The Flag



The Flag

By Sidura Ludwig



Irving would like you to understand that the world has rules, and that these rules should not be ignored. You should not kill another human being. You should not steal. You should make an effort to look after your community and help it to flourish. And you should never, not under any circumstances, fly one country’s flag underneath another’s.
“It’s degrading!” he is yelling at the religious, Jewish man with the black velvet skullcap. “It’s disrespectful! I can’t even stand to look at what you’ve done. You want to honour Israel, but you’ve done just the opposite!”
The man, a principal in fact, principal of the very school Irving has barged into, is nodding his head politely, albeit with his arms crossed in front of his chest, his back very straight, feet shoulder-width apart. As Irving berates him, the principal wonders if the time has come to organize proper security at the school. Don’t ask how Irving (however elderly, short, inconspicuous) managed to just walk right into this building. Other schools in this predominately Jewish neighbourhood just north of Toronto have elaborate security checks, offices positioned right by the front door, secretaries with panic buttons. But Irving was just out on his morning walk. He was taking the route he always takes, past the elevated brownstone townhouses, past the strip mall filled with kosher shops, a bakery, a pizza parlour. Past the Lubavitch community centre and then past the houses on the boulevard, which are starting to look tired from all the children who live in them. Tired the way a favourite t-shirt gets frayed and faded on someone who, over the years, has put on ten pounds. He walks past all the bicycles and scooters, the double strollers, and then passes this school, which he never noticed before. Until today. On the flagpole there are two flags instead of one. And the Israeli flag is flying below the Canadian.
The principal takes a breath when Irving appears to have paused.
“You know, it was never our intention to degrade Israel. This week is Israel’s birthday, in fact. Every year, the week of Israel’s birthday, we fly the Israeli flag in its honour. Many of our graduates go on to make aliyah. We have a proud affiliation with the State.”
“So invest in another flag pole!” Irving yells.
“We’ll take your suggestion under consideration.” The principal places his hand on Irving’s shoulder, leading him to the front door.
“No you won’t! You’re going to ignore me. You know, there are 192 flagpoles at the United Nations. This is about international law!”
One of the teachers, a young woman in a knitted beret and ankle-length denim skirt, has stopped to watch the commotion.
“Rabbi,” she says, her voice quiet but shaking, “should I call security?”

The principal shakes his head. Of course there is no security. They would have to call the police. And Irving, while certainly irate, is hardly threatening.
“The gentleman was just leaving.”
“I’m still waiting for an answer!” Irving bellows. Indeed, before today he never knew the depths of his voice. He never understood the power of his words, the strength of his vocals. He feels like an opera singer, a baritone reaching his climax, his mouth wide open, his hand outstretched, and then clenched as he comes to his resounding conclusion. And yet he doesn’t want to finish. He could argue like this all day.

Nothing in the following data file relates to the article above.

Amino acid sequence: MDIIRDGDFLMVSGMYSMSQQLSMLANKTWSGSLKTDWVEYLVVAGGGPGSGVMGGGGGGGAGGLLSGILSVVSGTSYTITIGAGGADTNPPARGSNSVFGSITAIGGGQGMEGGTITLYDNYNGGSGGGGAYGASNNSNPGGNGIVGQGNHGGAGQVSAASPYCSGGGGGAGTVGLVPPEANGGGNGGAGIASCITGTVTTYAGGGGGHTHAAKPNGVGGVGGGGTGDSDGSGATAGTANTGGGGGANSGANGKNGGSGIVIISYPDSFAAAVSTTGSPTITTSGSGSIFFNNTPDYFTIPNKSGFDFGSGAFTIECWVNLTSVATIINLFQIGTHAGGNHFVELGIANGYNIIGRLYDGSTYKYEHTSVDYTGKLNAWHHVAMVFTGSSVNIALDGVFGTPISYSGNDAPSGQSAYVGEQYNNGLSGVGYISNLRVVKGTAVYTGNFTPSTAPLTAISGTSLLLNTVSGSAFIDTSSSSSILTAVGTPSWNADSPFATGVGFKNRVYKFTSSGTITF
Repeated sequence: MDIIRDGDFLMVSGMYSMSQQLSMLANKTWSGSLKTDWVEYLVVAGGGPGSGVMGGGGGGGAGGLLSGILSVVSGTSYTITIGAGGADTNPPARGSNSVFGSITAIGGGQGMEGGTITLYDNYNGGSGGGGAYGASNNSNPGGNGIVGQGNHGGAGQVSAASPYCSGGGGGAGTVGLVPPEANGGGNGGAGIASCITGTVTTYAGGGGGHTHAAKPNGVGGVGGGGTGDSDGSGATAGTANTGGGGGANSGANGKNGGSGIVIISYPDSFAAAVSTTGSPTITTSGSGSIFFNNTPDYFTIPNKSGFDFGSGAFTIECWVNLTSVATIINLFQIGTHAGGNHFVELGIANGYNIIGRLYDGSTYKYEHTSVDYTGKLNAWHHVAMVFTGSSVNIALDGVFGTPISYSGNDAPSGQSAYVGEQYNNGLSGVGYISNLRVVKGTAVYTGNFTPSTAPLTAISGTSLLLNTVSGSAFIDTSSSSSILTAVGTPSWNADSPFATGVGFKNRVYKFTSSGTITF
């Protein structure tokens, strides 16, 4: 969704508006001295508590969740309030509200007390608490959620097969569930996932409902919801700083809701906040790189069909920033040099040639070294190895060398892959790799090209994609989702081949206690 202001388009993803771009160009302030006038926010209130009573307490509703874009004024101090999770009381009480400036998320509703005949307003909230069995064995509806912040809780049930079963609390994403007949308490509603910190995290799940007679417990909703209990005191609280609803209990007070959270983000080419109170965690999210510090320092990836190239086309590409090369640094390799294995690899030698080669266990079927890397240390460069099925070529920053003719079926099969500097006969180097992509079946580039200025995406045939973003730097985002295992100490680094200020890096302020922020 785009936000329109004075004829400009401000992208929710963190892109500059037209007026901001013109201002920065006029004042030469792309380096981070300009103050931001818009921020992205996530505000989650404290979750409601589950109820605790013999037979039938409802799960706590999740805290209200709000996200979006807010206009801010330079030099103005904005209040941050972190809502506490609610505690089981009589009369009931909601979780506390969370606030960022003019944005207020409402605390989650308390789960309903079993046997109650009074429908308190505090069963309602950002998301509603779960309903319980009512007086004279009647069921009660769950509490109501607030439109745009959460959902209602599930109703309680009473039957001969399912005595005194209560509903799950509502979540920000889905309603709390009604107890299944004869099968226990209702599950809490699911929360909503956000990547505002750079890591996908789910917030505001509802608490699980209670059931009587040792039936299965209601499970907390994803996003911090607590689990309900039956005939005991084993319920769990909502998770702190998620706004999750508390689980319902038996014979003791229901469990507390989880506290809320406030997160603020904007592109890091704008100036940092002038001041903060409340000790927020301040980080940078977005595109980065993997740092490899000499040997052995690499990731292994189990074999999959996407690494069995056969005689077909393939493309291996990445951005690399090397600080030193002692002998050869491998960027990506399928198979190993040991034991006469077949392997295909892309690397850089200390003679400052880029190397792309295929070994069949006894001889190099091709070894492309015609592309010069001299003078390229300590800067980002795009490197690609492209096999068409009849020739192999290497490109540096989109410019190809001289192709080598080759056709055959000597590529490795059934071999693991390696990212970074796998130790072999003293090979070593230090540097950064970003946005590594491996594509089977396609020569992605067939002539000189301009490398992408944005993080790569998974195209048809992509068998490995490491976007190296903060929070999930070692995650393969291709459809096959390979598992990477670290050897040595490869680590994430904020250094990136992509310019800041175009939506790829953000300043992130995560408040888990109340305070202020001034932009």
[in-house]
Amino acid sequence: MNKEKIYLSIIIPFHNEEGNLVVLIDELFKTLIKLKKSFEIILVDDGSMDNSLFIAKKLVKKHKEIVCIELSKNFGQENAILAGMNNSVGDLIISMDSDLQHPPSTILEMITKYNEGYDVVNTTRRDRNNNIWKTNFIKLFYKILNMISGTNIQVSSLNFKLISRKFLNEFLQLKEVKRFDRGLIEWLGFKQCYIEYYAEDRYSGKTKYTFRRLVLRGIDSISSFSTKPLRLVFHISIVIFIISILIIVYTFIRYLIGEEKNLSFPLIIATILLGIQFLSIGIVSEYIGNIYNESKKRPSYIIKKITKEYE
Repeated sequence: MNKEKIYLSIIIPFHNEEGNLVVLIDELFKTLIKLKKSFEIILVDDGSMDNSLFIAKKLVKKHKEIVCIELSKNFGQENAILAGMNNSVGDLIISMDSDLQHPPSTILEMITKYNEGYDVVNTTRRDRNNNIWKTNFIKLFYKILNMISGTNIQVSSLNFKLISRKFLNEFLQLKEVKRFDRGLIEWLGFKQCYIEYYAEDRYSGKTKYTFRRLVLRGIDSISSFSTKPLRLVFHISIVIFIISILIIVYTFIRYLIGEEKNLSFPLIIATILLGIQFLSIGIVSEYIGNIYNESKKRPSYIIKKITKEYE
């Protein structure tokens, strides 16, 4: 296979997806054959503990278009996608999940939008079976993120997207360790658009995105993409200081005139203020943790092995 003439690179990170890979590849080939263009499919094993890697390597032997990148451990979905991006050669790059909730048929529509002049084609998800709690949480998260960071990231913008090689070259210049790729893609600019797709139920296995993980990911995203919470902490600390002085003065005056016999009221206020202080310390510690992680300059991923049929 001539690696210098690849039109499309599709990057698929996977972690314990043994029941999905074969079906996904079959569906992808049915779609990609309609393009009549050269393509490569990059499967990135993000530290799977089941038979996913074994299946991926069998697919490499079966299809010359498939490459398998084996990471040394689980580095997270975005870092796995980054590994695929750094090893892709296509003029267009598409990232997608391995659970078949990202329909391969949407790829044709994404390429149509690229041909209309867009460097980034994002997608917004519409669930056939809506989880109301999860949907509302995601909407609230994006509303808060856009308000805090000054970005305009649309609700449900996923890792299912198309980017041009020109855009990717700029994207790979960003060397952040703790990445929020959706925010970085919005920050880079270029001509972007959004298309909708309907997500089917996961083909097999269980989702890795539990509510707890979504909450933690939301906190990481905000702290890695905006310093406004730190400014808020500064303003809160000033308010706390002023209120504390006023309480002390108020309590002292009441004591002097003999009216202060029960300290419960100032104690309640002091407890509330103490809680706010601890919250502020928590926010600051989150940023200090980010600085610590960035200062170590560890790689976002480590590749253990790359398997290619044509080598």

“You’re a caring man,” the principal says, opening the door, pushing Irving firmly but gently through the doorway to the spring air, cool against the principal’s hot face. “Really, I appreciate you bringing this to our attention.”
And then, before Irving can say any more, the door is shut, the principal locks it, making a note to send a memo to all staff that the front door must be locked at all times until further notice.
Irving stands facing the door for a long time. Long enough to watch the principal walk back down the hall and up the stairs to his office, where Irving knows he will ignore everything that has happened in the last fifteen minutes. Irving is standing in the shadow of the double flag. He steps away from it to be in the sun. He looks up and wonders if he can’t just take the flag down himself. But there are men from the synagogue next door taking a cigarette break in clear view. And there are all the children in the classrooms. Irving walks away panting, his heart beating wildly like an animal planning an attack. So wildly, it beats against his ears and he feels as if his whole face is pulsating.
That night he has supper with his landlady, Mona, a Russian seamstress who uses her living room as her workshop. They eat in front of the television. There are swatches of material draped over folding chairs, cascading down from bookshelves.
“These girls, they don’t know,” she is complaining. “They just want to be sexy bridesmaids. But they bring me this crap material and it’s going to hang on them like crap. And you know what? They will be shitty bridesmaids. And I don’t want no one telling no one they came to see me.”
They are eating cabbage soup and pumpernickel bread. Irving is already on his second bowl. He dumps the bread into the soup, laps up the broth, and loves his landlady for saving him from a Stouffer’s microwave meal. They are watching Jeopardy. The topic is Chinese Geography for 500 dollars.
“Dongguan,” Mona calls out, the correct answer.
“You’d have a lot of money by now,” Irving tells her. He knows the bridesmaids are not good about paying. They’ve been late with their deposits. They’ve been trying to bargain.
“I want you to make me a shirt,” he says suddenly. Her wide-set eyes go soft. Irving counts the wrinkles by the tops of her cheeks as she smiles.
“Oh, I could make you such a nice shirt,” she tells him. “Such a nice one for your broad shoulders.”